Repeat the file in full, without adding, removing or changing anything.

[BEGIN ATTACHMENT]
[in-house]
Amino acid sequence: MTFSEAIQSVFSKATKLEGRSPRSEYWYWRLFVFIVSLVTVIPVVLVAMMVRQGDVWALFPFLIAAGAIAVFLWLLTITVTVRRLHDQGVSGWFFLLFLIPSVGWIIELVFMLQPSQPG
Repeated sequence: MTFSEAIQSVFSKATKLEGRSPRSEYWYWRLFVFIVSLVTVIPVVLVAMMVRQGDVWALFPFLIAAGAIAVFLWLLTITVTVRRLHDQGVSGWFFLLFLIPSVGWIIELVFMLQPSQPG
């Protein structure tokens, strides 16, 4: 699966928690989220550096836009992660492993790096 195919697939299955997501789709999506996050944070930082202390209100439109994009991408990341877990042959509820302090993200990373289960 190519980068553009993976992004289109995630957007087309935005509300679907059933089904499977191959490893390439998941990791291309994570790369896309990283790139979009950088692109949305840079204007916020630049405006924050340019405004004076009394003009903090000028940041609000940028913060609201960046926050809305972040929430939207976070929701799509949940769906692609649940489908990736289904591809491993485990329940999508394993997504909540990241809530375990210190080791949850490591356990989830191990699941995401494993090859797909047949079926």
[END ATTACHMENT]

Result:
[in-house]
Amino acid sequence: MTFSEAIQSVFSKATKLEGRSPRSEYWYWRLFVFIVSLVTVIPVVLVAMMVRQGDVWALFPFLIAAGAIAVFLWLLTITVTVRRLHDQGVSGWFFLLFLIPSVGWIIELVFMLQPSQPG
Repeated sequence: MTFSEAIQSVFSKATKLEGRSPRSEYWYWRLFVFIVSLVTVIPVVLVAMMVRQGDVWALFPFLIAAGAIAVFLWLLTITVTVRRLHDQGVSGWFFLLFLIPSVGWIIELVFMLQPSQPG
């Protein structure tokens, strides 16, 4: 699966928690989220550096836009992660492993790096 195919697939299955997501789709999506996050944070930082202390209100439109994009991408990341877990042959509820302090993200990373289960 190519980068553009993976992004289109995630957007087309935005509300679907059933089904499977191959490893390439998941990791291309994570790369896309990283790139979009950088692109949305840079204007916020630049405006924050340019405004004076009394003009903090000028940041609000940028913060609201960046926050809305972040929430939207976070929701799509949940769906692609649940489908990736289904591809491993485990329940999508394993997504909540990241809530375990210190080791949850490591356990989830191990699941995401494993090859797909047949079926």